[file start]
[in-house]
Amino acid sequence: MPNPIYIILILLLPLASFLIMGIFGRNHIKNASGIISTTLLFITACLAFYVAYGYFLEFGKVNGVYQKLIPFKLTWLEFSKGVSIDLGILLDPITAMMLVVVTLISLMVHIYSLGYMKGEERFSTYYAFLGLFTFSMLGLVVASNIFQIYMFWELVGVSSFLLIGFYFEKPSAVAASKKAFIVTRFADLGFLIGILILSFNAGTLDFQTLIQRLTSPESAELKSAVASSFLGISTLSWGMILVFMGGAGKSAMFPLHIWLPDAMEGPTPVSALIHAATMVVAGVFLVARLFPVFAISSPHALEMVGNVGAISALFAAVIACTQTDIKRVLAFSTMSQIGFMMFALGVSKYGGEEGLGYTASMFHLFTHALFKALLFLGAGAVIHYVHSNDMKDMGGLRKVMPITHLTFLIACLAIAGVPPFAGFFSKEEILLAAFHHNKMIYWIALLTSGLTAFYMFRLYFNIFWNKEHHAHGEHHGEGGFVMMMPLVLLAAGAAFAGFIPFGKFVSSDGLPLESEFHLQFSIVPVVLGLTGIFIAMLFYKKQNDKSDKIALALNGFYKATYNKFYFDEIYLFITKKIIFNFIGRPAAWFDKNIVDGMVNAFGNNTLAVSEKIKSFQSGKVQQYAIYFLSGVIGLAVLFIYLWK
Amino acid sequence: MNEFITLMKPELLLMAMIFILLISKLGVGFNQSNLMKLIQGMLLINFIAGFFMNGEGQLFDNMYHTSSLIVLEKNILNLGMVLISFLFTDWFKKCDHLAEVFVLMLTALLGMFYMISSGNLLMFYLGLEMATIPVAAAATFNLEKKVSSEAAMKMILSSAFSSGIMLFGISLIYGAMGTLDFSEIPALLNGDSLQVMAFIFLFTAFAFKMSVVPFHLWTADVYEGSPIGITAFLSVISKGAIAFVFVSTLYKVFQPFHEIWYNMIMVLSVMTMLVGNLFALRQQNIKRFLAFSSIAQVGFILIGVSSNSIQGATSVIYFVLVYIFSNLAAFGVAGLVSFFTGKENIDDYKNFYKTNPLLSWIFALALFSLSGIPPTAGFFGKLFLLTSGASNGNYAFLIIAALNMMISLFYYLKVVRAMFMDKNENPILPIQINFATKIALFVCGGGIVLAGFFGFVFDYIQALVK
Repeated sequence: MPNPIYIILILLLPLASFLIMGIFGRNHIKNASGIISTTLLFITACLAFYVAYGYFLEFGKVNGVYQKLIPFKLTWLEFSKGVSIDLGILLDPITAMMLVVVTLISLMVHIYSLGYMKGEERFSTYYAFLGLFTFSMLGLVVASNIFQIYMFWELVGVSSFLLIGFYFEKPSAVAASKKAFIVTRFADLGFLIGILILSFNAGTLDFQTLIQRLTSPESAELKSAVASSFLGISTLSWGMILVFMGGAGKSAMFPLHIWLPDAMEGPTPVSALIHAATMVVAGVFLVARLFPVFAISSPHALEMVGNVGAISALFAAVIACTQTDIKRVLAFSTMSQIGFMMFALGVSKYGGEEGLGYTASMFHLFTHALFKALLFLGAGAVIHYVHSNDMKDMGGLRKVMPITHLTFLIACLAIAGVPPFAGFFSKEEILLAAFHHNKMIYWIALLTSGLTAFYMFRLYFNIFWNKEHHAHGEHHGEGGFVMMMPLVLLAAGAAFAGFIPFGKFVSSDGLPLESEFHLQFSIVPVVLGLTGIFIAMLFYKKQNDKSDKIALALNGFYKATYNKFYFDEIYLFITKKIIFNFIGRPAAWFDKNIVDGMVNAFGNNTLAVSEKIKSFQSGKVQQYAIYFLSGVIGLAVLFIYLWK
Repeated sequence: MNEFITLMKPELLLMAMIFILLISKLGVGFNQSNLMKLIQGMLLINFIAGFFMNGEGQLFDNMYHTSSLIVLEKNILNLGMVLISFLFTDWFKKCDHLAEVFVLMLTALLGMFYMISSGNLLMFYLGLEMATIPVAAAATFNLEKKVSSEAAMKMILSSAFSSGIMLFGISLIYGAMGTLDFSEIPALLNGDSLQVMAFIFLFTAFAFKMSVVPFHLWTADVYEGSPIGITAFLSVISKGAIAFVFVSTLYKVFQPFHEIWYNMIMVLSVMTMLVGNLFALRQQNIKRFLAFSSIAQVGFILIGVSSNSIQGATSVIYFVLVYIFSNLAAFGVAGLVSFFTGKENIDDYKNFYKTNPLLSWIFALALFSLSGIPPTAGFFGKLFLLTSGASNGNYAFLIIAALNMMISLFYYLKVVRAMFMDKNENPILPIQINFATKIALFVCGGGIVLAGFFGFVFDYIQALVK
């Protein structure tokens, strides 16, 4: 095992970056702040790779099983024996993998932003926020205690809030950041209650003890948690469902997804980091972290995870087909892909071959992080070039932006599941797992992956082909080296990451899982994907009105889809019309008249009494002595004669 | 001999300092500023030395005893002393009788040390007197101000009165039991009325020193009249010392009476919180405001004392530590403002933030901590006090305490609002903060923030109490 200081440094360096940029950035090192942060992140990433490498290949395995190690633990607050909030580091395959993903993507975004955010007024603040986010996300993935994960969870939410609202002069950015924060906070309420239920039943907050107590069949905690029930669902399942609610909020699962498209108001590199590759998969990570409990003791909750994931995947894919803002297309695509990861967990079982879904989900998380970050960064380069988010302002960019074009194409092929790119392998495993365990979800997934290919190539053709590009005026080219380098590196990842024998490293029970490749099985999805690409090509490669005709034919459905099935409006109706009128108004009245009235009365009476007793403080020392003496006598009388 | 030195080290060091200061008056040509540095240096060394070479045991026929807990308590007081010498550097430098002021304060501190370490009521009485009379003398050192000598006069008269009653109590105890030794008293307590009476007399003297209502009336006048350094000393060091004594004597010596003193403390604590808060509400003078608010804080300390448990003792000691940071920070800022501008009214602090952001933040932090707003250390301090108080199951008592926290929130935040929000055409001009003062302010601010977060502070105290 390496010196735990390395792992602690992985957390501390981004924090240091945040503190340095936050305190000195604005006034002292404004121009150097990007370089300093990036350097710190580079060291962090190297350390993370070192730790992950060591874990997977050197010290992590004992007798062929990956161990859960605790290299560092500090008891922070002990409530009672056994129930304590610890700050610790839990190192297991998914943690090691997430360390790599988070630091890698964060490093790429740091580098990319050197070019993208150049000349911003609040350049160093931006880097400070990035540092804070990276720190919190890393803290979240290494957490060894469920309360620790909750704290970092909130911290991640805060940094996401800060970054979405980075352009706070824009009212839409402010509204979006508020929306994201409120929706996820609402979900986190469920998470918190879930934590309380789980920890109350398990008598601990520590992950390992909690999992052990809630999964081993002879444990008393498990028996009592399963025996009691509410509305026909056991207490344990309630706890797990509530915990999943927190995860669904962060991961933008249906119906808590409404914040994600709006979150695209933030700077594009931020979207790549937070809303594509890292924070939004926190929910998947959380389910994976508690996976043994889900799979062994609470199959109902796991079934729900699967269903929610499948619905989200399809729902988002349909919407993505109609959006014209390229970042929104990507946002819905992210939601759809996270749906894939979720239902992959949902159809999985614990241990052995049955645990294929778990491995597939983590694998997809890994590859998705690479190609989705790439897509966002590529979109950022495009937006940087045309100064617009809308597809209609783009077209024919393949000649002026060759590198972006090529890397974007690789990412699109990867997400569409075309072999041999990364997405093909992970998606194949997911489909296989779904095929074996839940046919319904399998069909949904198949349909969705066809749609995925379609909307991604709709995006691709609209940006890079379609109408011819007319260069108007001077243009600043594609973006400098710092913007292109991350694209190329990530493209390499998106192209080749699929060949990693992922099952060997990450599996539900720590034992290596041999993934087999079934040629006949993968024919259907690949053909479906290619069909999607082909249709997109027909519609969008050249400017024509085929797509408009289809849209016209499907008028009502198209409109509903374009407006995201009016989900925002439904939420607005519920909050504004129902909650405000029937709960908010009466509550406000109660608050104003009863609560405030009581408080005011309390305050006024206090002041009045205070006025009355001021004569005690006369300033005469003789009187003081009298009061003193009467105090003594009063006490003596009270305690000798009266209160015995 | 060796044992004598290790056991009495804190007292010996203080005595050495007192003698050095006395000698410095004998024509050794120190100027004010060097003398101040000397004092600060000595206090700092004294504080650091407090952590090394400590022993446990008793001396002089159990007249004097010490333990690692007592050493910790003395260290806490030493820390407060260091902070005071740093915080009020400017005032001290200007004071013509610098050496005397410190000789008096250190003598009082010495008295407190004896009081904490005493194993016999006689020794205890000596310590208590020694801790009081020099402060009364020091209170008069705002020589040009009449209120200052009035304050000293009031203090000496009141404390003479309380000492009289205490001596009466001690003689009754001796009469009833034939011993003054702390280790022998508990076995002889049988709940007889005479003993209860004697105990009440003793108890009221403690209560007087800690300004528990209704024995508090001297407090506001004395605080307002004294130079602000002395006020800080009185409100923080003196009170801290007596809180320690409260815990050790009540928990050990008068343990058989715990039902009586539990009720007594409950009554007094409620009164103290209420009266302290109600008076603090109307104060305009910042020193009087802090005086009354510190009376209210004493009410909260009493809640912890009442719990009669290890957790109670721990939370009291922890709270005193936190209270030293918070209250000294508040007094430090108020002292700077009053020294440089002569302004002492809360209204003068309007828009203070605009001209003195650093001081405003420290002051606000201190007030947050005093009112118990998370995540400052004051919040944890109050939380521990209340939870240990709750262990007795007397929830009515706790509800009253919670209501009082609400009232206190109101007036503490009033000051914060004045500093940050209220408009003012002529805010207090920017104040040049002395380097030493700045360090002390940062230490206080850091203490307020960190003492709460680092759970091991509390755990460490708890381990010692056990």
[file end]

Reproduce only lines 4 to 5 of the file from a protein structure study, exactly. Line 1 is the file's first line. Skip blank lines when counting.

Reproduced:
Repeated sequence: MPNPIYIILILLLPLASFLIMGIFGRNHIKNASGIISTTLLFITACLAFYVAYGYFLEFGKVNGVYQKLIPFKLTWLEFSKGVSIDLGILLDPITAMMLVVVTLISLMVHIYSLGYMKGEERFSTYYAFLGLFTFSMLGLVVASNIFQIYMFWELVGVSSFLLIGFYFEKPSAVAASKKAFIVTRFADLGFLIGILILSFNAGTLDFQTLIQRLTSPESAELKSAVASSFLGISTLSWGMILVFMGGAGKSAMFPLHIWLPDAMEGPTPVSALIHAATMVVAGVFLVARLFPVFAISSPHALEMVGNVGAISALFAAVIACTQTDIKRVLAFSTMSQIGFMMFALGVSKYGGEEGLGYTASMFHLFTHALFKALLFLGAGAVIHYVHSNDMKDMGGLRKVMPITHLTFLIACLAIAGVPPFAGFFSKEEILLAAFHHNKMIYWIALLTSGLTAFYMFRLYFNIFWNKEHHAHGEHHGEGGFVMMMPLVLLAAGAAFAGFIPFGKFVSSDGLPLESEFHLQFSIVPVVLGLTGIFIAMLFYKKQNDKSDKIALALNGFYKATYNKFYFDEIYLFITKKIIFNFIGRPAAWFDKNIVDGMVNAFGNNTLAVSEKIKSFQSGKVQQYAIYFLSGVIGLAVLFIYLWK
Repeated sequence: MNEFITLMKPELLLMAMIFILLISKLGVGFNQSNLMKLIQGMLLINFIAGFFMNGEGQLFDNMYHTSSLIVLEKNILNLGMVLISFLFTDWFKKCDHLAEVFVLMLTALLGMFYMISSGNLLMFYLGLEMATIPVAAAATFNLEKKVSSEAAMKMILSSAFSSGIMLFGISLIYGAMGTLDFSEIPALLNGDSLQVMAFIFLFTAFAFKMSVVPFHLWTADVYEGSPIGITAFLSVISKGAIAFVFVSTLYKVFQPFHEIWYNMIMVLSVMTMLVGNLFALRQQNIKRFLAFSSIAQVGFILIGVSSNSIQGATSVIYFVLVYIFSNLAAFGVAGLVSFFTGKENIDDYKNFYKTNPLLSWIFALALFSLSGIPPTAGFFGKLFLLTSGASNGNYAFLIIAALNMMISLFYYLKVVRAMFMDKNENPILPIQINFATKIALFVCGGGIVLAGFFGFVFDYIQALVK